There will be no wiggle room.

Everyone will be able to hold us to account.

No dodgy facts and figures.

We'll have no place to hide.

I'll choose my cabinet because I expect them to deliver.

And if they don't, I'll replace them with people who will.

When you ask for people's votes, you have a responsibility to them.

Casting a vote shouldn't be a mechanical choice between the lesser of two evils.

It should be an opportunity to tell the world what sort of country you want.

That's why politicians have a duty to respond to people's dreams and help make them a reality.

It's not a crime to want a better school for your child, better healthcare for your mother, and a better life for your family.

But it is criminal when politicians hold out these promises without a detailed, deliverable plan.

People are fed up with talk.

They want action.

Tony Blair has been all talk.

He gets swept away with his rhetoric and his dreams.

He's told us about the Euro being our "destiny".

Well, you know, most people don't actually want a date with destiny.

They just want a date with a dentist.

Tony Blair has promised so much, but he has delivered so little.

That's why people have come to think the problems we face are just like the British weather - something you moan about but cannot change.

But we can get a grip on these problems.

Where there is cynicism, we can bring hope.

I'm not going to promise you a fantasy land.

But I do want to take you to a foreign land.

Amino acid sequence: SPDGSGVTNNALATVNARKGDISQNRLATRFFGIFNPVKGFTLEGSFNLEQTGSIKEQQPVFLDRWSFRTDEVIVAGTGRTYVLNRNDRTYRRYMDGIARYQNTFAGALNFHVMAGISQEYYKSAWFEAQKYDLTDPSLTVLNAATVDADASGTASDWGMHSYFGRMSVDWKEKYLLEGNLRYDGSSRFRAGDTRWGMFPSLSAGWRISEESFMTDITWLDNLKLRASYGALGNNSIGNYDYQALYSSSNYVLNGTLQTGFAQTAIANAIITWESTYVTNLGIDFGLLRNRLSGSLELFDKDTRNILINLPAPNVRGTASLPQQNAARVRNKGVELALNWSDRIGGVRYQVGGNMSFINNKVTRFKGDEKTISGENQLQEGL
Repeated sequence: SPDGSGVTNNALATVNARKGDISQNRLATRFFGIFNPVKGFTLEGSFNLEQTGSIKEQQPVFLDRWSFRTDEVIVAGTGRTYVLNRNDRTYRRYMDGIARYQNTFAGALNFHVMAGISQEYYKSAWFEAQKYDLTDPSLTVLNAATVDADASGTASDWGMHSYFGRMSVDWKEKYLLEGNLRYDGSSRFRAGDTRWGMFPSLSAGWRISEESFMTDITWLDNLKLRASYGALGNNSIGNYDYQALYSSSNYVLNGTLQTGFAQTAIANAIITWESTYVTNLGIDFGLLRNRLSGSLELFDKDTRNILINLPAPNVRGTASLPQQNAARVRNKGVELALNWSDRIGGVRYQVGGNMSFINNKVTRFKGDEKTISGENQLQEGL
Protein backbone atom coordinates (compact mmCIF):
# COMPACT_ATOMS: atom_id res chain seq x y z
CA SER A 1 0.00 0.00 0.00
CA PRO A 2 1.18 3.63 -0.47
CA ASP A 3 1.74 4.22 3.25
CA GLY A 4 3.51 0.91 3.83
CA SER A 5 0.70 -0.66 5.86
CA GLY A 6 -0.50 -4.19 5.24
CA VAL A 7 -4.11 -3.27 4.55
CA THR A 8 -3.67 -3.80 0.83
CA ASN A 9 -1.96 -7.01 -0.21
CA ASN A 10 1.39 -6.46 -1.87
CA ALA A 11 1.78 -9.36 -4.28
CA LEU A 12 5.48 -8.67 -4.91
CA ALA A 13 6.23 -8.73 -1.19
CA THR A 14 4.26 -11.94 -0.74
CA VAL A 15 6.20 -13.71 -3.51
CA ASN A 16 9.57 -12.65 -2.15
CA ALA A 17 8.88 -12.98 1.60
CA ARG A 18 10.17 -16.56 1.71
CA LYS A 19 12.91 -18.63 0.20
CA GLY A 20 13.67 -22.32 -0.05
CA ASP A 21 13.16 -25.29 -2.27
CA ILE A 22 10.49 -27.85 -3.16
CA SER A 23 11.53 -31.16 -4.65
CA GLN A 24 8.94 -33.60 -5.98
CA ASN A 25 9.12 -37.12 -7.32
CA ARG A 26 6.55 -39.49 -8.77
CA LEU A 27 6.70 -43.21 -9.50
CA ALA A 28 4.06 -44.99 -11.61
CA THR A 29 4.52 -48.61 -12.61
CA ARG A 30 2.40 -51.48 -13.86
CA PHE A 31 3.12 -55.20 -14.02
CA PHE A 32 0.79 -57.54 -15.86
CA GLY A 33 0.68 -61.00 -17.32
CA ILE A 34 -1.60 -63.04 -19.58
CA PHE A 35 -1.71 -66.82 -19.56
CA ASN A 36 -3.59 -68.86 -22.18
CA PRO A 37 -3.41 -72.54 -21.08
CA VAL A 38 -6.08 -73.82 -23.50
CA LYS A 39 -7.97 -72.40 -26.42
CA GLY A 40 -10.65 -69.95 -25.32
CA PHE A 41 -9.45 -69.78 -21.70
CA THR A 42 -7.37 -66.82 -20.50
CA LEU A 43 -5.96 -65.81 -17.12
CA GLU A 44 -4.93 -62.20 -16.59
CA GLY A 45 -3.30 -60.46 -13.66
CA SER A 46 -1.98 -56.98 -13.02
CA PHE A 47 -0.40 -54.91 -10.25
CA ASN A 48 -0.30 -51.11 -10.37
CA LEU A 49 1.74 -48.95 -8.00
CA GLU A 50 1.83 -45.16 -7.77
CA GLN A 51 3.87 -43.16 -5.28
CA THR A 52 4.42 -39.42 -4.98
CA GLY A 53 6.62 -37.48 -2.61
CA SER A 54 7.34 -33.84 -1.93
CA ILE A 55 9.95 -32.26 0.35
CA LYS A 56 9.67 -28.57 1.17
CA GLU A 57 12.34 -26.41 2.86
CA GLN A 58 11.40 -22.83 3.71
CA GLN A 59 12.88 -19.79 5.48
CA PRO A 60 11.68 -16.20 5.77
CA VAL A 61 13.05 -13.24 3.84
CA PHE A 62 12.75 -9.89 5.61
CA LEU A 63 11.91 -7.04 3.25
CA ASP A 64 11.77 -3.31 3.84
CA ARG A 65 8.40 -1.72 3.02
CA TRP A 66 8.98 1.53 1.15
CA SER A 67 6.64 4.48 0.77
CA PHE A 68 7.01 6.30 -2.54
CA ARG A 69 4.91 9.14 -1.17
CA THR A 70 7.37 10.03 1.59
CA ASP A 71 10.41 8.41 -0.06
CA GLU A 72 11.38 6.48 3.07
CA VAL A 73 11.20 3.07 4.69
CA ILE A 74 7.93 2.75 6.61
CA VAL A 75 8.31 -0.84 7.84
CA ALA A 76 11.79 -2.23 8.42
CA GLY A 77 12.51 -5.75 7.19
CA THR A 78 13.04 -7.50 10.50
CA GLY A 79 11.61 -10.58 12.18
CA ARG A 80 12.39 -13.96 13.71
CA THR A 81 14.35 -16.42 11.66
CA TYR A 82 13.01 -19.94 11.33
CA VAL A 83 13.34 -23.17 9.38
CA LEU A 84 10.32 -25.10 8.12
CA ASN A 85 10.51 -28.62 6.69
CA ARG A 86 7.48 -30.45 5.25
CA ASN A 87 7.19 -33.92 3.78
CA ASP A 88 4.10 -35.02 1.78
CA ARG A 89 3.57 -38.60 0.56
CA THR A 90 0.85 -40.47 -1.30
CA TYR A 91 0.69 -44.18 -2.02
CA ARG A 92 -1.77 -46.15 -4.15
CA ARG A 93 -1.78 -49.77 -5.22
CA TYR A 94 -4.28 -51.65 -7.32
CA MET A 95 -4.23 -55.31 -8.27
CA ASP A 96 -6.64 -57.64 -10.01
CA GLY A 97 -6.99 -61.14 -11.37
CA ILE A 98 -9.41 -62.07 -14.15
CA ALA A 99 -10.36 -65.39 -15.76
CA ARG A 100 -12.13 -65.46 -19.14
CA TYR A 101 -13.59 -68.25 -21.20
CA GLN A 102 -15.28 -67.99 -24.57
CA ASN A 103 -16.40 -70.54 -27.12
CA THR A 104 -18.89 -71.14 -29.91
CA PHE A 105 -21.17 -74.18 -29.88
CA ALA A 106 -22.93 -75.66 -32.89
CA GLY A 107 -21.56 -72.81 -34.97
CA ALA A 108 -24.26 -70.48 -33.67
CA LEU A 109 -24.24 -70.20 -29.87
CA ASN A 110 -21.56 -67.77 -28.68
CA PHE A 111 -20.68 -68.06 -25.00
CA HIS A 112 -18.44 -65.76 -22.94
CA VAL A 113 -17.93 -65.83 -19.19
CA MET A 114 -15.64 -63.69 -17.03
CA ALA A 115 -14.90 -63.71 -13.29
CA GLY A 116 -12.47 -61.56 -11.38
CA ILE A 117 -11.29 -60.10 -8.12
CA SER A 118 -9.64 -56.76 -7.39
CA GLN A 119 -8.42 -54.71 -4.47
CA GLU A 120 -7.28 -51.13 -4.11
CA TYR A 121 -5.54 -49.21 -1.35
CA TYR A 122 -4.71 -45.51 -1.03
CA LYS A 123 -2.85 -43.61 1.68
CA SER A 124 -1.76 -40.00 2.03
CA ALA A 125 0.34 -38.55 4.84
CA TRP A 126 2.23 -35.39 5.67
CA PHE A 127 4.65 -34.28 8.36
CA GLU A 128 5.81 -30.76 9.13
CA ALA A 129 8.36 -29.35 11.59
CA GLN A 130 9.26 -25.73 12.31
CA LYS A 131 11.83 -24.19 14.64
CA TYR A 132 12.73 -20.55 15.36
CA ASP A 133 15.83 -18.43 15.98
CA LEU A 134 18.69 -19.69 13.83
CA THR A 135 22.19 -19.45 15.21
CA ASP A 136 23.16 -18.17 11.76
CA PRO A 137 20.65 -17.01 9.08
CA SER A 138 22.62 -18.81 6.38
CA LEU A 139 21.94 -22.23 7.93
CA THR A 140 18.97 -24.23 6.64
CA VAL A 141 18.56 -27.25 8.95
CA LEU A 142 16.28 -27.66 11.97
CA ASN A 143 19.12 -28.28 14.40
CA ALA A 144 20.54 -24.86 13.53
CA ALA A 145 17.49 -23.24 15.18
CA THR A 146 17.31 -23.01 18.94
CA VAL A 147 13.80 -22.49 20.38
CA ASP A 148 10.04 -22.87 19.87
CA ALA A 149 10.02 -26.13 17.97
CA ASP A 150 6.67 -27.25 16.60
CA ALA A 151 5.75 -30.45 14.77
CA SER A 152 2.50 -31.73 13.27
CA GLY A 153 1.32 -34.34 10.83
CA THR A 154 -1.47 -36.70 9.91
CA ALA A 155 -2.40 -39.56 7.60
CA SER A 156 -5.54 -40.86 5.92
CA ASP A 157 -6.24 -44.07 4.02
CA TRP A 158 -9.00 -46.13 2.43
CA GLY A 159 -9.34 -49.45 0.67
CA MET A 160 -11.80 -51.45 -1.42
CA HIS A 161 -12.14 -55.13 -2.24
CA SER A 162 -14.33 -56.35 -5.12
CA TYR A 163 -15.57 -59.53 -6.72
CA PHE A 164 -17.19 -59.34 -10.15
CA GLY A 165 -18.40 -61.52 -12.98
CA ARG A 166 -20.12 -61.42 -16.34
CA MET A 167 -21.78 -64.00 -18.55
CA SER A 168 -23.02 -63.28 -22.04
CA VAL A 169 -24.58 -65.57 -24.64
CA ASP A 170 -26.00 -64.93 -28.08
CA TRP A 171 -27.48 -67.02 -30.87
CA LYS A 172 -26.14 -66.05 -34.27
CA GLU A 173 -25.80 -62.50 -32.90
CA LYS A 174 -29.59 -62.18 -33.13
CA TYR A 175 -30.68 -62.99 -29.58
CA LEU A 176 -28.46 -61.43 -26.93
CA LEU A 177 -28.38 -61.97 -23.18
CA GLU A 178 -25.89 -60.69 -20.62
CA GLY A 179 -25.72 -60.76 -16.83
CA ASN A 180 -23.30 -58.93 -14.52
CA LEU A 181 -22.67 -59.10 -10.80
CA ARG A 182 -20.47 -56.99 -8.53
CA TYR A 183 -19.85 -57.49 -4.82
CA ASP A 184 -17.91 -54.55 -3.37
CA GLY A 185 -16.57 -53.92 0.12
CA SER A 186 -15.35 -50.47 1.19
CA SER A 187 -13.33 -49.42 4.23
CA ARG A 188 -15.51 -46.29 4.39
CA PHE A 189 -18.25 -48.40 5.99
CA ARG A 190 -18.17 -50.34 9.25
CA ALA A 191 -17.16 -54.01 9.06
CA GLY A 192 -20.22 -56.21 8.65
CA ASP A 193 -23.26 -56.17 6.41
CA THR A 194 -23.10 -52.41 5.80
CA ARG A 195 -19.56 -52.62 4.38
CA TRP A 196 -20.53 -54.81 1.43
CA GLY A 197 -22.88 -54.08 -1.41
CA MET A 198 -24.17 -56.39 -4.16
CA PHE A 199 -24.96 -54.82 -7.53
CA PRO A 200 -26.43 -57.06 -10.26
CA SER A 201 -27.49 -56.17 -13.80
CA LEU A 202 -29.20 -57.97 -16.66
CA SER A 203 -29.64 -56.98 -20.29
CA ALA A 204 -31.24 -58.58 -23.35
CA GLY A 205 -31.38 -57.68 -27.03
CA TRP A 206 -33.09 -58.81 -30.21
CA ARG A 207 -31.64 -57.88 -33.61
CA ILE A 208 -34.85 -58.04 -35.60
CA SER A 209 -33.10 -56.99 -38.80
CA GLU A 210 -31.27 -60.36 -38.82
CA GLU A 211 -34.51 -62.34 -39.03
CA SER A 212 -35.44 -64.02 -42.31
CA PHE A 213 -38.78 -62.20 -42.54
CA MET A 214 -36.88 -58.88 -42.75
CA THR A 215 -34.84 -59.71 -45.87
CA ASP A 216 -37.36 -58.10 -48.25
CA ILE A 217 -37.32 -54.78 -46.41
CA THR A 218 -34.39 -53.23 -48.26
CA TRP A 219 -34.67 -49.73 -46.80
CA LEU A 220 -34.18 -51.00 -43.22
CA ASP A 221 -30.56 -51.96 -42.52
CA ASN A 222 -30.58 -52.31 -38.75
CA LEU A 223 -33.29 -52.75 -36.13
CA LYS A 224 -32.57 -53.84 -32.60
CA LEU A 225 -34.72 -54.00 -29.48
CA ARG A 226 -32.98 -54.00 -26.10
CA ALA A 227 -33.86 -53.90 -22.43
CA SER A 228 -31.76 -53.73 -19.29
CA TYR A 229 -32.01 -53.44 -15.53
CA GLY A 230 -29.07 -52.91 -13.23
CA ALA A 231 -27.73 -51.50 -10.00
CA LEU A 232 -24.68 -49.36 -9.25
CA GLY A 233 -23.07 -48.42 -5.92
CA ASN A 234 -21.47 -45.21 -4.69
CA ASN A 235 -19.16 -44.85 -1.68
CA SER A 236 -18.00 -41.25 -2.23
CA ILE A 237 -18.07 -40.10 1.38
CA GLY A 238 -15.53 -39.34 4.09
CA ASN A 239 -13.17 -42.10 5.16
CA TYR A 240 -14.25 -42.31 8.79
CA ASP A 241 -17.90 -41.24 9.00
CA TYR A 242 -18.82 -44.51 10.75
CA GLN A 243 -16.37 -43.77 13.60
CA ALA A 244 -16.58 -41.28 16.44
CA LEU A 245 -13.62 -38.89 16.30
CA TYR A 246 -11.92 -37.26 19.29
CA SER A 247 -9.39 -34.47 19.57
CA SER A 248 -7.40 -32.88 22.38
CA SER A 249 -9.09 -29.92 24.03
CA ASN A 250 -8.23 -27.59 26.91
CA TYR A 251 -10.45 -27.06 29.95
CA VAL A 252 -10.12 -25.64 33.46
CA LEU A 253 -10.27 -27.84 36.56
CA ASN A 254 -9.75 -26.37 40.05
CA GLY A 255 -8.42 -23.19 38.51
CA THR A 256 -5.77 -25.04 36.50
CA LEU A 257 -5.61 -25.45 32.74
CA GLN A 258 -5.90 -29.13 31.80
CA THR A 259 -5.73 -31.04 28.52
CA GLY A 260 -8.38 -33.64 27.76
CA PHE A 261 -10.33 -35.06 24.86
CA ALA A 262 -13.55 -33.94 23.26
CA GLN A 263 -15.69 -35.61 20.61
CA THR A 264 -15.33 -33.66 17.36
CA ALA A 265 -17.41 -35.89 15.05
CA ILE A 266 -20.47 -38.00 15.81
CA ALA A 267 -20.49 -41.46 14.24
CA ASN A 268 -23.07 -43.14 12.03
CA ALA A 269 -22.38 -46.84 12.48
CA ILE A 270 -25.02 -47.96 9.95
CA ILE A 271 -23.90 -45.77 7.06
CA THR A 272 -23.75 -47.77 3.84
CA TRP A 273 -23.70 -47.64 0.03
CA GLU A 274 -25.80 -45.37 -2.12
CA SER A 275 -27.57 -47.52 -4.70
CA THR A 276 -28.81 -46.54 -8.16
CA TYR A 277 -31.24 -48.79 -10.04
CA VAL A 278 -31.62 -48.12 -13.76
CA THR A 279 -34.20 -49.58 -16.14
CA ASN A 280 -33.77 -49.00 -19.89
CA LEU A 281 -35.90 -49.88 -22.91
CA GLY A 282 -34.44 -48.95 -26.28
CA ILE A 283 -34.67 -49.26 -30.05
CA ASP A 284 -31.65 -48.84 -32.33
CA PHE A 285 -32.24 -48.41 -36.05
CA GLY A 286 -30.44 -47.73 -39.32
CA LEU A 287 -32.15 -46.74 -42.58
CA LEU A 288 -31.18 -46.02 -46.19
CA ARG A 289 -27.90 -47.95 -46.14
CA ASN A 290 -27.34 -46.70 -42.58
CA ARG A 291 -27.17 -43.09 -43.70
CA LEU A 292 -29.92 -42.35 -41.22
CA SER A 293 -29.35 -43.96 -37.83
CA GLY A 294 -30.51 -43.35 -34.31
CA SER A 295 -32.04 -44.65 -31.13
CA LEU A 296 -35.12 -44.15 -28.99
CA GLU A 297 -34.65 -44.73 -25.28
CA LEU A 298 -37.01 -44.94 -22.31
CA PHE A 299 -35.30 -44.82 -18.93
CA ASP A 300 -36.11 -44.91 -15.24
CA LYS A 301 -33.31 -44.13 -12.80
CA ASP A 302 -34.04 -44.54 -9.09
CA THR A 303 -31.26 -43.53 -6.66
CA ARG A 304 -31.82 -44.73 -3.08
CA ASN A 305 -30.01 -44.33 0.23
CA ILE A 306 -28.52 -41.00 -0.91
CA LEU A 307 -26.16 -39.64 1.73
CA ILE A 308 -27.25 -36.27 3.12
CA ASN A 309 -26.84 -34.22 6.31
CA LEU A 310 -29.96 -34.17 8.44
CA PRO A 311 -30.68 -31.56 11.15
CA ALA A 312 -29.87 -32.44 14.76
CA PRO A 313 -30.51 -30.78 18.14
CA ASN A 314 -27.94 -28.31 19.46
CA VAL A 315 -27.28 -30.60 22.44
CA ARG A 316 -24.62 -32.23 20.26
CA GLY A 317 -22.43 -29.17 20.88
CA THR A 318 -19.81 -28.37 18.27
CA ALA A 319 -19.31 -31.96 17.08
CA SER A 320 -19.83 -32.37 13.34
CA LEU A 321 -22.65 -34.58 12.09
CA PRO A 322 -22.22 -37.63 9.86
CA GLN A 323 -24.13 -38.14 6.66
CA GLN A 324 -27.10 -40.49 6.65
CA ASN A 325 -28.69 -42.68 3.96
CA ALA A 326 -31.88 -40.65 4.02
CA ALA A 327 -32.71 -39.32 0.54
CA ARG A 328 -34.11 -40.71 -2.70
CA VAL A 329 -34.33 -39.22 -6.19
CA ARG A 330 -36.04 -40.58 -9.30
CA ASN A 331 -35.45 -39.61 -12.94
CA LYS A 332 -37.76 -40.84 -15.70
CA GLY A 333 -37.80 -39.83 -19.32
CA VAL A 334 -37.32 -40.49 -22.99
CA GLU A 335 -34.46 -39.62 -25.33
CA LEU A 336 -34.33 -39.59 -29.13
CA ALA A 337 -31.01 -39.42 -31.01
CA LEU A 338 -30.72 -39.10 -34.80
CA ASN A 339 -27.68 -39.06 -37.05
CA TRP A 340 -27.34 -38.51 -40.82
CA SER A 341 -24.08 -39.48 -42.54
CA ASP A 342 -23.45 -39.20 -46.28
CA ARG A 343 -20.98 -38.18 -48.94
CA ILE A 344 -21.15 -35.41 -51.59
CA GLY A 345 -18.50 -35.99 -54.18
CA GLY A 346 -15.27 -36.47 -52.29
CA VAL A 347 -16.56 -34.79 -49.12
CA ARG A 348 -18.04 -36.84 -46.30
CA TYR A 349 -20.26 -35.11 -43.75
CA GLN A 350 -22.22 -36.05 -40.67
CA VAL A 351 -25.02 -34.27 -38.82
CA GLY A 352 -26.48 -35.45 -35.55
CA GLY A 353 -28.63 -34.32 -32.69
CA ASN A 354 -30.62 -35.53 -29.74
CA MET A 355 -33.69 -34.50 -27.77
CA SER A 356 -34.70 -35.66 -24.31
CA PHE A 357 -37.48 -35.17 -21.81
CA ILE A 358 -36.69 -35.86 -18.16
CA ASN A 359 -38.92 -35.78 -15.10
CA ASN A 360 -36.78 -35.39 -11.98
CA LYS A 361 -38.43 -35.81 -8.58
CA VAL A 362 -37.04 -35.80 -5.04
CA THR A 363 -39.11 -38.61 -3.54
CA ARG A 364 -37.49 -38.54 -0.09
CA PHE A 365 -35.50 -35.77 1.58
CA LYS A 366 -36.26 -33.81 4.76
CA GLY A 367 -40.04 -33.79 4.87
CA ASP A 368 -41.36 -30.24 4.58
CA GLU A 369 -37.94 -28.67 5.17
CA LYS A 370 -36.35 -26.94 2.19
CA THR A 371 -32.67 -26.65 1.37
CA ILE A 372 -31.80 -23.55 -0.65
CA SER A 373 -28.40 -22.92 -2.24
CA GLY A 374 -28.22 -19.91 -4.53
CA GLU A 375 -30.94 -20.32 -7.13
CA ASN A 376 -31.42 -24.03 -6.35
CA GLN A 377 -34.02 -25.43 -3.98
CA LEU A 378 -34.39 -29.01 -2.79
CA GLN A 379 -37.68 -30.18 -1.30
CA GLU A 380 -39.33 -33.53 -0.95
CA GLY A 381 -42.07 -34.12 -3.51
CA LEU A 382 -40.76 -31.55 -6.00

In France, they don't have waiting lists.

In Sweden, parents can choose the school they want.

And in New York, it's now criminals who walk in fear, not the public.

I want Britain to be the country that is the envy of the world.

And I know that this is the party that can make it happen.

Because we instinctively trust the generosity, the initiative and the common sense of the British people.

And the first problem I'll get a grip on is crime.

The gloves will come off.

What Giuliani did in New York, what Ray Mallon did in Middlesbrough, we'll do for the whole of Britain.

A war on crime.

Three weeks ago, on a Saturday night, I went out on the streets of Brixton with people from local churches.

I saw the problems their community is up against.

In two hours we didn't meet a single policeman.

Not one.

This was inner city London, just before midnight, on a Saturday night.

No wonder people feel the police have become distant and remote.

The problem is that the police are handcuffed by paperwork.

They now have to spend almost as much time at the station as they do out on the streets.

And now this Government is making it worse.

The police will now have to fill in a form every time they stop someone.

Not stop and search.

Just stop someone.

It takes seven minutes to complete that form.

Just think about it.

If a police officer stops half a dozen unruly youngsters, he'll have to spend the best part of an hour filling in forms.

I don't want police filling in forms.

I want them on the streets doing their job.

People are fed up that when the police do catch criminals the punishment never seems to fit the crime.